He started by taking one of the essays and jotting down a note for each sentence indicating the sentiment it contained. He then put his notes aside for a few days and then by using his notes recreated the essay in his own words. Then he compared his version to the original and made corrections. Essay by essay he could see his approach improving his skills and in some small ways he felt his expression might even be better than the original. These glimmers of erudition gave him hope.
Despite the progress Ben felt he needed more. He wanted to expand his vocabulary. What better way then than to rewrite an essay's prose in verse. Again he would start with notes expressing the sentiment of each sentence but this time he wrote his version in verse. It forced him to add variety and creativity. After a few days he'd forget the original prose and so would then take his verse and use it to rewrite the essay. Again he made a comparison, made corrections and learned by doing.
The Anecdote blog is all about how leaders can return humanity to the workplace and the vital role stories play. I get a little tired of leaders who hear about the value of storytelling and then tell me they don't have the time to learn how to do it. The fact is it takes practice to be good at anything. Some estimate 10,000 hours of practice. But it is not just any type of practice. You need to engage in deliberate practice just like Ben Franklin did to be world the renowned writer and communicator he became.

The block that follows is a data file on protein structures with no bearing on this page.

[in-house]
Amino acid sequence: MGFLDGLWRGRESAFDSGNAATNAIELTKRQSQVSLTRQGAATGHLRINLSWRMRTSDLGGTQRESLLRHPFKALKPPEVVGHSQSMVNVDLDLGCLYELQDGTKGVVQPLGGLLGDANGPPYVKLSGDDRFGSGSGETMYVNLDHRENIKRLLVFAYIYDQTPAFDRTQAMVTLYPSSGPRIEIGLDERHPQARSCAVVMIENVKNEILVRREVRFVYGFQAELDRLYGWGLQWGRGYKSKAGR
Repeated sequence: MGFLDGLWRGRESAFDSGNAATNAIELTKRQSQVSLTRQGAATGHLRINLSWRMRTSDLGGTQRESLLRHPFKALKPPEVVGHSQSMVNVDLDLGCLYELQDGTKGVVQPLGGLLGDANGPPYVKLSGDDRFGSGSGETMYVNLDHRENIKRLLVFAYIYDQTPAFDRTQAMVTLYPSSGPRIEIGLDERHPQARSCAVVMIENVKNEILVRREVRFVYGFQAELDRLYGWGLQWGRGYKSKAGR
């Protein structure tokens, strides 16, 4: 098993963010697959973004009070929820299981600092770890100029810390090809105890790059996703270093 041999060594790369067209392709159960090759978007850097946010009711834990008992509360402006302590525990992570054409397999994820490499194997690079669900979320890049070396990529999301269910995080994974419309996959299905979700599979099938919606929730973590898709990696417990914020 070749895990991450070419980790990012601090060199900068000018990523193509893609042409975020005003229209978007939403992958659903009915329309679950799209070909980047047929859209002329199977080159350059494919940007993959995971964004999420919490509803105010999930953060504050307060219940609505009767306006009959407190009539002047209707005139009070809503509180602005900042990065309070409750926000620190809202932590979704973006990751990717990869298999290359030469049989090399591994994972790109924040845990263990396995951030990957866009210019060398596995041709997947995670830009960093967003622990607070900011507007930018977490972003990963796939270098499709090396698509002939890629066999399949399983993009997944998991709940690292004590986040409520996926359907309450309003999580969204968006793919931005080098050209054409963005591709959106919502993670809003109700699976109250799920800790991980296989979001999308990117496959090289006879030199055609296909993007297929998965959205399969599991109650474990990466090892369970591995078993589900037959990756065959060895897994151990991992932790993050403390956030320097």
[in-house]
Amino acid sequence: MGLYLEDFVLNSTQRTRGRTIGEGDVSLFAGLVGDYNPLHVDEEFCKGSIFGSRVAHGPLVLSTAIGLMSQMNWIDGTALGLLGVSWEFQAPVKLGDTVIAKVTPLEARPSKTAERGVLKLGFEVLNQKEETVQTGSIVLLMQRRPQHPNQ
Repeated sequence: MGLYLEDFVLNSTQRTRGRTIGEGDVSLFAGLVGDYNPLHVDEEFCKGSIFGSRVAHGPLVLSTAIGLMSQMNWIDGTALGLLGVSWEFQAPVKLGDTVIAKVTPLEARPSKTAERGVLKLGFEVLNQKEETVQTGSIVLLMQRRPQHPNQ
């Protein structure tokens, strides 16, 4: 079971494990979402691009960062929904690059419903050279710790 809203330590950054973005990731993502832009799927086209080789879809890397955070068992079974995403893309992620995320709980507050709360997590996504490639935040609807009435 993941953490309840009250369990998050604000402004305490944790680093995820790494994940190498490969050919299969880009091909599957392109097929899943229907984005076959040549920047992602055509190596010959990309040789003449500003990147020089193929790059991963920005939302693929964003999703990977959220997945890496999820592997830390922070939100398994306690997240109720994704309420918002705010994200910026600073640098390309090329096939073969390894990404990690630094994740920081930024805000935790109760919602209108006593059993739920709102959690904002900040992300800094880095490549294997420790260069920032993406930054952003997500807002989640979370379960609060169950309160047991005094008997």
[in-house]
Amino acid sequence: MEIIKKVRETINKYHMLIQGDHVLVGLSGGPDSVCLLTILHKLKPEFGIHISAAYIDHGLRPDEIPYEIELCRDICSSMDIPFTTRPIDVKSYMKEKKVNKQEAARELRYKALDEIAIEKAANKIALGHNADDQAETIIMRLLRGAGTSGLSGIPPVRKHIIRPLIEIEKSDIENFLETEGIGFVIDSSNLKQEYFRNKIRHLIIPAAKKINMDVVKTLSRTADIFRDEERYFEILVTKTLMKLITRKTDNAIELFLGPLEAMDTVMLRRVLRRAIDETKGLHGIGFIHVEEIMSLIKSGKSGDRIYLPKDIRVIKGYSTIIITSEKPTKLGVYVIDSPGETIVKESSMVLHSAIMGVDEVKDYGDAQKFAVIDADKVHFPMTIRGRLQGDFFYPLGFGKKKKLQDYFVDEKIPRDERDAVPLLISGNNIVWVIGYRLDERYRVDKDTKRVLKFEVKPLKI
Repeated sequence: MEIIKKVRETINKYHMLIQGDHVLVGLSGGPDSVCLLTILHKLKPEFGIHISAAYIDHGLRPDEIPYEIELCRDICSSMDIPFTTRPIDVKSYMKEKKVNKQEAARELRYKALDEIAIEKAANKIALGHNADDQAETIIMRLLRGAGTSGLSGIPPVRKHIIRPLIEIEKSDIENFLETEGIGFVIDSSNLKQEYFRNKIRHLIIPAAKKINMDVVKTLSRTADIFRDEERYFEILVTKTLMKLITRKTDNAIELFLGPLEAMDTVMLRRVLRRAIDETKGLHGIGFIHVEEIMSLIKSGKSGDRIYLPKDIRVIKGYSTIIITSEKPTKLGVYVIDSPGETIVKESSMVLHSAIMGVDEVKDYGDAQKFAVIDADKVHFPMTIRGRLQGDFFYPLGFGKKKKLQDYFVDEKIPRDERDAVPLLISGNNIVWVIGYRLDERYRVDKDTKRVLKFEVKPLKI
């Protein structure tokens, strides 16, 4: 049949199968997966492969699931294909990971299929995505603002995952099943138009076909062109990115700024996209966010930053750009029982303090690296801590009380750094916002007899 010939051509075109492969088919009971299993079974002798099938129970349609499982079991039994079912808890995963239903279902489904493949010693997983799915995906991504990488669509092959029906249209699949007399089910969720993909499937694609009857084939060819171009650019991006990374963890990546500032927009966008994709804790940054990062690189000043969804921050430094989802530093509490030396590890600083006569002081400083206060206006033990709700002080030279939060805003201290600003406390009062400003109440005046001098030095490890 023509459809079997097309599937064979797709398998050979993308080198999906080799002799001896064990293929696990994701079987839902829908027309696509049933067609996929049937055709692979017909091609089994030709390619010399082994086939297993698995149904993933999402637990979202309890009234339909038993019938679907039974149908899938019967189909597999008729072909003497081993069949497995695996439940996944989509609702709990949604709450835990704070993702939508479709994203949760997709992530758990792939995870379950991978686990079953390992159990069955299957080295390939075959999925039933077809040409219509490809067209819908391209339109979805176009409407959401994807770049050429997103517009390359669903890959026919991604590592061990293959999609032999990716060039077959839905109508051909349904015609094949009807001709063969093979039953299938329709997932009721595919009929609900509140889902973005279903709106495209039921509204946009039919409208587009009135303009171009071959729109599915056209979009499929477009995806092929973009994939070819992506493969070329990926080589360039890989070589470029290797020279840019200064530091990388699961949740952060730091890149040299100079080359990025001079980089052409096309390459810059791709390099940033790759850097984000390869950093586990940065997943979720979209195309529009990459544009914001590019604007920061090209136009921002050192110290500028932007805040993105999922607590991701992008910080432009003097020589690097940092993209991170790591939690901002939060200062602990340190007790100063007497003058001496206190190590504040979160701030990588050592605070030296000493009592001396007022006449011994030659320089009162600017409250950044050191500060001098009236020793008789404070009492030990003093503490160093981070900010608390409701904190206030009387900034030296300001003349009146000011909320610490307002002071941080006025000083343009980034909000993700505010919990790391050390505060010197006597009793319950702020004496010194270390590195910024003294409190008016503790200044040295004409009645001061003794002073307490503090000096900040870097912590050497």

Terrence Gargiulo and I and going to share some of our ideas about storytelling deliberate practice in a webinar next week. Please feel free to come along and join our conversation.
We're doing this webinar twice, one timed for Asia Pacific and the other for the Americas. Just click on the link of the webinar you want to attend and fill in your details.
The story about Ben Franklin comes from his autobiography. You can read the whole thing on Google Books.
Last month Bob Sutton wrote a post listing the important mindsets of a good manager. It got me thinking about the important mindsets for a good mentor. Here's my top 10.
- You really care about the person you're mentoring. You want them to succeed.
- You're curious and intensely interested in them as a person
- You're not competing with them
- You don't have all the answers and know you don't need to
- They can solve many of their own issues
- Your the facilitator, not the expert
- In most cases there's no single right answer
- It's better to engage in dialogue than lecture
- A good question is often better than a good answer
- Trust is essential. It takes time and effort to build and can evaporate in an instance. TRUST = (credibility + reliability + intimacy) / self interest
What mindsets would you add?
Thanks to Christian Dahmen for a excellent conversation last week that helped me write this list.